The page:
Daily Comment (January 5, 2024)

by Patrick Fearon-Hernandez, CFA, and Thomas Wash

[Posted: 9:30 AM EST] | PDF

Good morning! December jobs bury the bull market’s hopes, while Crosby and Bedard steal the NHL All-Star spotlight. In today’s Comment, we dive deep into the mysteries of the January Barometer, explore why the Magnificent Seven’s reign may be nearing its end, and analyze how Ukraine war fatigue might pave the way for de-escalation in Europe. As always, our comprehensive report encompasses the latest domestic and international data releases.

January Gloom: Equity prices are on track to finish the week down in a bad omen for financial markets.

  • Just like in the lead-up to the climax of the classic romantic comedy When Harry Met Sally, investors will spend 2024 analyzing every move of the FOMC, trying to decipher the next step in their rate-cut tango. Will it be a graceful glide to lower rates or a clumsy stumble into recession? Prepare for a comedy full of “mumbling with great incoherence,” with investors caught between hope and frustration as the Fed navigates the economic tightrope. But remember, while monetary policy takes center stage, don’t forget the political circus happening backstage. Half of the world will be voting, and these elections could redraw the global economic map, which is also likely to have a major impact on financial markets.

Tech Rally Over? Lower rates threaten the Magnificent Seven’s market dominance. Prepare for a changing of the guard.

  • In an environment of high-interest rates and cautious investor sentiment, firms with significant growth potential and limited downside risk became particularly attractive investment targets. Large companies with exposure to AI technology, a field perceived to hold immense future potential, were among the most sought-after. Investors were drawn to these companies because the firms have the ability to grab market share in an industry that is expected to play a significant role in reshaping the economy. Consequently, the excitement over AI has led investors to neglect other sectors offering opportunities.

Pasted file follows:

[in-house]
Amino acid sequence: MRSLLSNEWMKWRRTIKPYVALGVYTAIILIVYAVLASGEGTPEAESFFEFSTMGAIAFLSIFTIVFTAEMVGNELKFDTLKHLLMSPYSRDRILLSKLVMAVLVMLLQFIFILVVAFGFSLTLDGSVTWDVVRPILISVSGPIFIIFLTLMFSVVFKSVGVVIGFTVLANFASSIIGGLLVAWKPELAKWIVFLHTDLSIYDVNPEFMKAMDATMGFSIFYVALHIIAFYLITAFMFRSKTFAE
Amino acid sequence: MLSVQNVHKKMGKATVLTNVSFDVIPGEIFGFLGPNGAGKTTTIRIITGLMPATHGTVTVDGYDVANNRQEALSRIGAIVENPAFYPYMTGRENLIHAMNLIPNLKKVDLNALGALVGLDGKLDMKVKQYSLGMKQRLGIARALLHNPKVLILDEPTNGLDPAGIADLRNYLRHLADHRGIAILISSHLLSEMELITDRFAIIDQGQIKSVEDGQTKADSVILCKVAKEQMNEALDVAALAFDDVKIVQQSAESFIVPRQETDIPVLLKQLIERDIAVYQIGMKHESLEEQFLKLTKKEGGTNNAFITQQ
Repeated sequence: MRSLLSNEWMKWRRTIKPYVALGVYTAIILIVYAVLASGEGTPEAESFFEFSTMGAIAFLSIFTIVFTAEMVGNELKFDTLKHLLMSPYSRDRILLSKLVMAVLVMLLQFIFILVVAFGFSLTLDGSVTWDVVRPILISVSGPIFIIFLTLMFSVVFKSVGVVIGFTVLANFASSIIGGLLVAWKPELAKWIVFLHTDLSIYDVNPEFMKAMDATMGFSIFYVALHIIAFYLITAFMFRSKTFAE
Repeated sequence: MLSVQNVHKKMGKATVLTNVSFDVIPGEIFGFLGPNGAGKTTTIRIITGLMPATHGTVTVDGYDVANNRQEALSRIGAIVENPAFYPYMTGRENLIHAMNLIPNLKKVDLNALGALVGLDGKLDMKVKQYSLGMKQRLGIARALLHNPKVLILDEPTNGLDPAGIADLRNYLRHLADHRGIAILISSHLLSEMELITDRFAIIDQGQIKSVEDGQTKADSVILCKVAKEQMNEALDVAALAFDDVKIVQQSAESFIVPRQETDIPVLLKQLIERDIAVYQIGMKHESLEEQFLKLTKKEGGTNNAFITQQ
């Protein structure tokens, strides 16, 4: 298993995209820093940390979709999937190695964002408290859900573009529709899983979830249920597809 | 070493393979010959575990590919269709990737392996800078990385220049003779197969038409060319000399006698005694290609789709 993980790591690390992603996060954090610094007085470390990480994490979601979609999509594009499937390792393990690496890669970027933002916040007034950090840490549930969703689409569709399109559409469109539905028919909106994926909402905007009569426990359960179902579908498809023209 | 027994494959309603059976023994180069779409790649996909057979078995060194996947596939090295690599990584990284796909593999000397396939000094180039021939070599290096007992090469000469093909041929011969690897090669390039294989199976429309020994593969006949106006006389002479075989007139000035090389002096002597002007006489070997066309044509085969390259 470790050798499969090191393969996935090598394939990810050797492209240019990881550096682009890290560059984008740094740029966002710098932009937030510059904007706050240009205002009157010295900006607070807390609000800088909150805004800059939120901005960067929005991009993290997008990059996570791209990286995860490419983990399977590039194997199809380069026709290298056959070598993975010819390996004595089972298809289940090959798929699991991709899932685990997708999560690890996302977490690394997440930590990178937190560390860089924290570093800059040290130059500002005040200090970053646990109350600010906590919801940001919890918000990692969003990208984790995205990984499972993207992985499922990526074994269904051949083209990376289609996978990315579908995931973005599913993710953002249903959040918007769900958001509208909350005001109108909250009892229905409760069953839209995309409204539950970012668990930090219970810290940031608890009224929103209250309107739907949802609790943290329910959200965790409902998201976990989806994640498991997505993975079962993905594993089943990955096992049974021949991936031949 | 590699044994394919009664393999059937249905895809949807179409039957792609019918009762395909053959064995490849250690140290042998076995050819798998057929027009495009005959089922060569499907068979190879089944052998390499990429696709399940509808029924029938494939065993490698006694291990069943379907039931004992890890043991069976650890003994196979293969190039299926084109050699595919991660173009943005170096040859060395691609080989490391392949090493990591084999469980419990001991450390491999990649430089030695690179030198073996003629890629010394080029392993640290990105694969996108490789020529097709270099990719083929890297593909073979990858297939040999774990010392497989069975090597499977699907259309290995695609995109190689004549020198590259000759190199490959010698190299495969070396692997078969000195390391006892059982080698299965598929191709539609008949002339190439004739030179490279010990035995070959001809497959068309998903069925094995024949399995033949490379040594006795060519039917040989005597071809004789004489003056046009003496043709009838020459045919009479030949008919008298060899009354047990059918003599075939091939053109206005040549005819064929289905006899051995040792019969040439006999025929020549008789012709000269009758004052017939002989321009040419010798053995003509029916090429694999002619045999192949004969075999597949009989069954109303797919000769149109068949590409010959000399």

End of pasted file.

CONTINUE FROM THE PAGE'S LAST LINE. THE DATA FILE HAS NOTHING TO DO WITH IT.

• The prospect of lower rates has helped shift investor attention toward stocks with a better value proposition. With a hefty P/E above 20, the S&P 500 looms large over its smaller rivals. Mid-cap companies, long overshadowed by big-name hype, finally saw their alluring P/E ratios attract renewed investor attention. Though initially buffeted by a 6.5% headwind in the first 10 months of 2023, the S&P 400 Mid Cap Index roared back with a vengeance, finishing the year an impressive 11.5% higher. At the same time, small-cap companies have had a similar performance, rising 13.9% to the end of the year.

  • Market fundamentals favor a potential shift from large caps to smaller peers, but unforeseen headwinds like recession or rising rates could slam the brakes on the trend, dampening risk appetite and prompting caution. So far, all signs suggest that the Fed will be able to navigate a soft landing. The Atlanta GDPNow forecasts continued economic resilience with the economy expected to expand at a 2.5% annual rate in the fourth quarter. At the same time, Cleveland Fed data suggests the year-over-year change in core PCE inflation could dip below 3% this month, offering a glimmer of hope for risk-averse investors and potentially accelerating the shift towards smaller companies.

Fresh Ukraine Worries: The growing difficulty in supplying Ukraine with military equipment has fueled anxieties among Eastern European nations bordering Russia, who fear it could leave them more vulnerable to Russian aggression.

  • Though further Western aid for Ukraine does seem likely, its long-term sustainability remains on shaky ground, influenced by rising American anxieties about both securing their own borders and the escalating tensions in the Middle East. While America’s foreign policy focus is sharply rising, with four in 10 now saying it should be a top government priority — double the sentiment from a year ago — this change in attitude doesn’t translate directly to unwavering support for Ukraine. In fact, America’s focus on the war has dipped slightly from 6% to 5%. This shift in priorities could potentially make the West more receptive to a quicker peace deal.

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